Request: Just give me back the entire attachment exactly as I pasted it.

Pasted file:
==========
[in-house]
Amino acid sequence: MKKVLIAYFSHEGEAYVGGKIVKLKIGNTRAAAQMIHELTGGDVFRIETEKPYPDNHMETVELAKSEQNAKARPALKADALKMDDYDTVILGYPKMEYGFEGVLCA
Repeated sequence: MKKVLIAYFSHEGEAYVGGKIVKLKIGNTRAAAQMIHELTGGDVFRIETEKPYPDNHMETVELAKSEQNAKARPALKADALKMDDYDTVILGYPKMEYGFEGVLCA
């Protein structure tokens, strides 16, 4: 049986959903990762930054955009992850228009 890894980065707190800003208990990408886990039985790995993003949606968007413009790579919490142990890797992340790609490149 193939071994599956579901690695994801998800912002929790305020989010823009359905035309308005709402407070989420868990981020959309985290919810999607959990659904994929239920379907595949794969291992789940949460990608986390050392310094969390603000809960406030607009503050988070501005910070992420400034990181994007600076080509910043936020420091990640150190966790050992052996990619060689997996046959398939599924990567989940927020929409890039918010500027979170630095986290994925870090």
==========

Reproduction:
[in-house]
Amino acid sequence: MKKVLIAYFSHEGEAYVGGKIVKLKIGNTRAAAQMIHELTGGDVFRIETEKPYPDNHMETVELAKSEQNAKARPALKADALKMDDYDTVILGYPKMEYGFEGVLCA
Repeated sequence: MKKVLIAYFSHEGEAYVGGKIVKLKIGNTRAAAQMIHELTGGDVFRIETEKPYPDNHMETVELAKSEQNAKARPALKADALKMDDYDTVILGYPKMEYGFEGVLCA
């Protein structure tokens, strides 16, 4: 049986959903990762930054955009992850228009 890894980065707190800003208990990408886990039985790995993003949606968007413009790579919490142990890797992340790609490149 193939071994599956579901690695994801998800912002929790305020989010823009359905035309308005709402407070989420868990981020959309985290919810999607959990659904994929239920379907595949794969291992789940949460990608986390050392310094969390603000809960406030607009503050988070501005910070992420400034990181994007600076080509910043936020420091990640150190966790050992052996990619060689997996046959398939599924990567989940927020929409890039918010500027979170630095986290994925870090």